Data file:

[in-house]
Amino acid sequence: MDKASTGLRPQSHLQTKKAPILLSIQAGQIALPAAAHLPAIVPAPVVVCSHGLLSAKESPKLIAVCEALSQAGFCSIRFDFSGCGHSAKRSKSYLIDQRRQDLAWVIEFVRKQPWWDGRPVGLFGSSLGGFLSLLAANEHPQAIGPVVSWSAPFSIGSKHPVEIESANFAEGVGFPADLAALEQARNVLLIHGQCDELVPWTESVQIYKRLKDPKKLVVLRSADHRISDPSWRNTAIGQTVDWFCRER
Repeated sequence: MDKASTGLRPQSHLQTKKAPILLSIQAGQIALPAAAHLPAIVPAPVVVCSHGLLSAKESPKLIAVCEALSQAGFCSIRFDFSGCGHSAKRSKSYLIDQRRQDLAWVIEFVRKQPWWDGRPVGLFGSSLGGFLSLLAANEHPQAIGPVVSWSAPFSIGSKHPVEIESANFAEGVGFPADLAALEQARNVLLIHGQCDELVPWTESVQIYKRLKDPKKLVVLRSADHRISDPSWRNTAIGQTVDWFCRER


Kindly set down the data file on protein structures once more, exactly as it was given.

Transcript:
[in-house]
Amino acid sequence: MDKASTGLRPQSHLQTKKAPILLSIQAGQIALPAAAHLPAIVPAPVVVCSHGLLSAKESPKLIAVCEALSQAGFCSIRFDFSGCGHSAKRSKSYLIDQRRQDLAWVIEFVRKQPWWDGRPVGLFGSSLGGFLSLLAANEHPQAIGPVVSWSAPFSIGSKHPVEIESANFAEGVGFPADLAALEQARNVLLIHGQCDELVPWTESVQIYKRLKDPKKLVVLRSADHRISDPSWRNTAIGQTVDWFCRER
Repeated sequence: MDKASTGLRPQSHLQTKKAPILLSIQAGQIALPAAAHLPAIVPAPVVVCSHGLLSAKESPKLIAVCEALSQAGFCSIRFDFSGCGHSAKRSKSYLIDQRRQDLAWVIEFVRKQPWWDGRPVGLFGSSLGGFLSLLAANEHPQAIGPVVSWSAPFSIGSKHPVEIESANFAEGVGFPADLAALEQARNVLLIHGQCDELVPWTESVQIYKRLKDPKKLVVLRSADHRISDPSWRNTAIGQTVDWFCRER